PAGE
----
Well played, sir. Sergio Marchionne – great car name, by the way – has cleverly set out to build his very own car empire. His true plans have come to light (like when Bunny Lebowski was kidnapped) now that Fiat and Chrysler have become more closely associated in the minds of the business public.
Marchionne initially said nothing about merging the two companies when he took the reins – that may have been too much of a shock to the American public, not to mention politically disruptive to the Obama administration. However, now that the dust has settled a bit and the American public has grown tired of hearing about the failure of some of their signature businesses, Marchionne has floated the idea of merging Chrysler with Fiat – a partnership that will rival global brands such as Ford, GM and Toyota.
Also, by skillfully keeping his name in the business press, Machionne is gradually building his reputation as a wheeler and dealer. Part of the status quo bias is that if people hear your name enough, they become accustomed to it and just begin to naturally assume that you know what you’re doing – the best example of this is the difficulty of defeating an incumbent in an election.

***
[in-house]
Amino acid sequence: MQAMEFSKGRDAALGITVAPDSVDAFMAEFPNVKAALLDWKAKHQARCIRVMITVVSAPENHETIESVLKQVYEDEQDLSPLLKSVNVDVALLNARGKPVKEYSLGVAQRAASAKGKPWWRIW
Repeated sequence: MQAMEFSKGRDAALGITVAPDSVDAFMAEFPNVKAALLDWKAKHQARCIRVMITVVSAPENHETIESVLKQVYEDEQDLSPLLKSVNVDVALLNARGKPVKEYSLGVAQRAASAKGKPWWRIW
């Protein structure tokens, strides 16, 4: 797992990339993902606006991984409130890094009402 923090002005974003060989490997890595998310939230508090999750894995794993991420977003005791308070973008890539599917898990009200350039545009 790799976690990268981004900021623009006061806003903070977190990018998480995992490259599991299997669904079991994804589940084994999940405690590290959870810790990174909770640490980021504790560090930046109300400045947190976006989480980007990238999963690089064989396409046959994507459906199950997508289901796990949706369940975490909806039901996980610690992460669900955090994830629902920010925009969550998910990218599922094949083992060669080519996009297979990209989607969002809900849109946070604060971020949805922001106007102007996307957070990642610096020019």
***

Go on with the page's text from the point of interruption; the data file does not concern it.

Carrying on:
I could not begin to predict whether a full merger will be good or bad for Chrysler and Fiat. However, neither could Marchionne, or anyone else for that matter. Of course, he’ll say there are opportunities for economies of scale, cost reduction in the form of duplicate personnel, greater rates of asset usage, and opportunities for greater procurement leverage. What he won’t mention are things like potentially added layers of bureaucracy, the potential for becoming less in tune with customer needs, and the fact that many large scale change projects fail for various other reasons.
However, if Marchionne is as good at running a car company as he is at convincing people to give him greater power, Chrysler is in good shape.
(Image is provided by Wikipedia Commons)